And then there was the engine. Big Emma’s metal innards had taken a hard beating. Water had filled up the engine itself, as well as the fuel tank and lines. Draining the oil had gotten the better part of the water out, but there was still much to be done. We needed to turn the engine over, so the valves would open and allow the water in the cylinders to flow out. All fuel lines needed to be flushed out and cleaned of mud. The battery had been connected while the water rose, so we feared for all of the electrical components: starter, fuel pump, the computer box, our newly rebuilt alternator.
We took everything out we could, piece by piece. Carlos disassembled the starter on his workbench and blew compressed air over it. Drops of water and pieces of dirt came flying out of the copper windings. A few more days, and it would have started rusting. After every piece was clean, he reassembled the starter. Now, let’s see if it works, he said, lumping an auto battery onto the workbench. A starter cable to the negative pole of starter and battery, the other to the positive one.
Upon touching the cable to the starter, sparks came flying. And with it, a whizzing sound. It worked! The electric motor in the starter was spinning like nothing ever happened. We threw our hands in the air, yelling, Carlos smiled and hooted like a little kid who just put the last brick onto his Lego spaceship. On to the fuel pump. The same procedure, and the same result. Success! Alternator – the same thing!
Wow, I thought. Back in the day, Bosch and Volkswagen built some sturdy car parts. If 40 years of use and a river couldn’t drain the life out of them, what could? Even the battery, which I had thought was undoubtedly beyond saving, still held a charge. We had always described Big Emma as strong and stubborn in the Big Emma Diaries, but in the end those had been merely stories. An imaginary character we projected onto an object.
Or was it? She might not have a personality, but fierceness was nonetheless one of her signature traits. That was clearer to me than ever.
The engine computer. We could only clean it and hope for the best, there was no way to test it. We would only know if it worked when the car would or wouldn’t run. Until then, we had to wait. In the meantime, we had to expose every piece of Big Emma to as much air and heat as possible, so the water could evaporate before it would begin to oxidize the metal. Piece by piece, we installed the cleaned parts back into the car. I felt like a surgeon connecting the cables and hoses and pipes. I was performing an emergency operation, and my patient’s life depended on it. Her future. And not only hers, mine as well. What would we do if something was broken we couldn’t replace? Carlos was handy with fixing cars, but he was not a magician. If the computer was toast, what would we do? We sure wouldn’t be driving out of here in that case.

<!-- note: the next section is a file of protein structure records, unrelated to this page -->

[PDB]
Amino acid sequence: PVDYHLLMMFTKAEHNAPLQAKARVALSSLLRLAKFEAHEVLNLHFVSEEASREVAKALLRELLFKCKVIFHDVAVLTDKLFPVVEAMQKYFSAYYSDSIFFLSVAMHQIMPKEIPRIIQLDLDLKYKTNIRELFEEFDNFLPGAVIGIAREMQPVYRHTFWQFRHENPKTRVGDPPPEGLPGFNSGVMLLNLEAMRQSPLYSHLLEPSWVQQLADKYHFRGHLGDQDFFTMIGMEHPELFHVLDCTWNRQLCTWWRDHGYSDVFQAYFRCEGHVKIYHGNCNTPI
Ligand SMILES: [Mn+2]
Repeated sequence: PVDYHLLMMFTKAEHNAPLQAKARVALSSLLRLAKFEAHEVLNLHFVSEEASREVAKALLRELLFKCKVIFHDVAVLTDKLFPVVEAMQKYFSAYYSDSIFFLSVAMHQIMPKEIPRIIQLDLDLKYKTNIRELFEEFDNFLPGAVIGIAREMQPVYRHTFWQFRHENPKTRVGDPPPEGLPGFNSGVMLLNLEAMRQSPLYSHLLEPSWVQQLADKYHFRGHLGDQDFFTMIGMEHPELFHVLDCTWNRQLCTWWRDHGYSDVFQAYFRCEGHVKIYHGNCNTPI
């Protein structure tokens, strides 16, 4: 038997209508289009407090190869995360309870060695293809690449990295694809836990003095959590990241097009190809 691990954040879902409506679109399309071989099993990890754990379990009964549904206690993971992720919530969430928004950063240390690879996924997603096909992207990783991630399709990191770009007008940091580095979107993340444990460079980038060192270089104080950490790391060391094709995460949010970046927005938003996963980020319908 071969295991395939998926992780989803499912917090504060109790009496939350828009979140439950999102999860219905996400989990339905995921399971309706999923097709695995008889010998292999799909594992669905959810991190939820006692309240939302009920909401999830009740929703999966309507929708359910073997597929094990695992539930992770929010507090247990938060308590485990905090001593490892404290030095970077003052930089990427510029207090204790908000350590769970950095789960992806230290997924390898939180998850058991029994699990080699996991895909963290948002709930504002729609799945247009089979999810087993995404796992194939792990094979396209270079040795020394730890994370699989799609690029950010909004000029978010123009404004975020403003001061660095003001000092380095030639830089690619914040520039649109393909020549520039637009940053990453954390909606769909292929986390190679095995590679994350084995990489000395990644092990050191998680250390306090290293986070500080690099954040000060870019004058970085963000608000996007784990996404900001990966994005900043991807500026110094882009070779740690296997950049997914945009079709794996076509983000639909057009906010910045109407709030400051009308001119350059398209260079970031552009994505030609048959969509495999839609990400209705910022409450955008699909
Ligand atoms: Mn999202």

Carlos, our savior, pondering Big Emma’s engine with us one night

Tests of ingenuity

On day three or thirty or however many days had passed by then, we had cleaned and installed every last part back into the engine compartment. Carlos looked at me. Llegó el momento de la verdad, he said. Here it is, the moment of truth. I walked to the front on weary feet. The driver’s seat had been taken out to be cleaned with a power washer. I sat down on the bare metal and put the key into the ignition. It turned hard — dirt must have gotten into the lock and switch as well.
One click and the dashboard lights went on. That was promising. I yanked the key to the right and the starter came to life. The engine turned over behind me. Slowly at first, then faster and faster. It sounded almost like a steam engine back there, the starter whizzing and the engine pumping. Whoot toot-tut-too. Whoot toot-tut-too. Over and over again, every time a little bit faster. Come on! I thought. Ignite already! Big Emma pumped and whooted, but no spark came and there was no ignition. What was wrong? We had cleaned everything, put everything back. We had tested all the components alone, why wouldn’t they work when linked together now?
Maybe we’re not getting spark, I suggested when I walked to the rear of the car, where Carlos had already buried his head in the engine compartment again. Konsti stood beside him, looking as clueless as I felt.
No, no, we have spark, he said. It’s not the fucking spark! But no gas. Smell it! Do you smell gas? He looked at me.
No, I answered.
Because there’s no gas! he said. No fucking gas!
Carlos swore a lot, no matter if he was speaking English or Spanish. No matter if he was happy or upset, swearwords were an integral part of his vocabulary. He was a slender man in his 50s, with a thin, bony face and a scruffy mustache. A cigarette was constantly dangling from the corner of his mouth. My uncle is a strange man, his nephew Thomas would say. He could be bubbly and excited about something in one second, and grumpy and solemn in the next. One moment he would tell us how much Emma reminded him of his daughter, his eyes shining; a minute later he would run nervously up and down his shop and bark one-word commands at his employees.
His nephew was the opposite. A tall, handsome Mexican, Thomas had a soft voice and strong arms. He was a photographer and only helping out in his uncle’s shop whenever he wasn’t on assignment somewhere in Belize or Mexico, shooting everything from weddings to major magazine stories.

The exhaustion is plain on Thomas’ face after several days of helping Big Emma.

Now Carlos commanded Thomas to turn the key and attempt to start the engine again.
You go under the car and listen for the fuel pump, he told Konsti. When Carlos had an idea, everybody in reach had to help him see if it worked. Thomas turned the key and the engine started turning. Only Konsti’s legs were sticking out from under the Bus as he laid to listen for the whizzing of the fuel pump. It’s working! he yelled back to Carlos.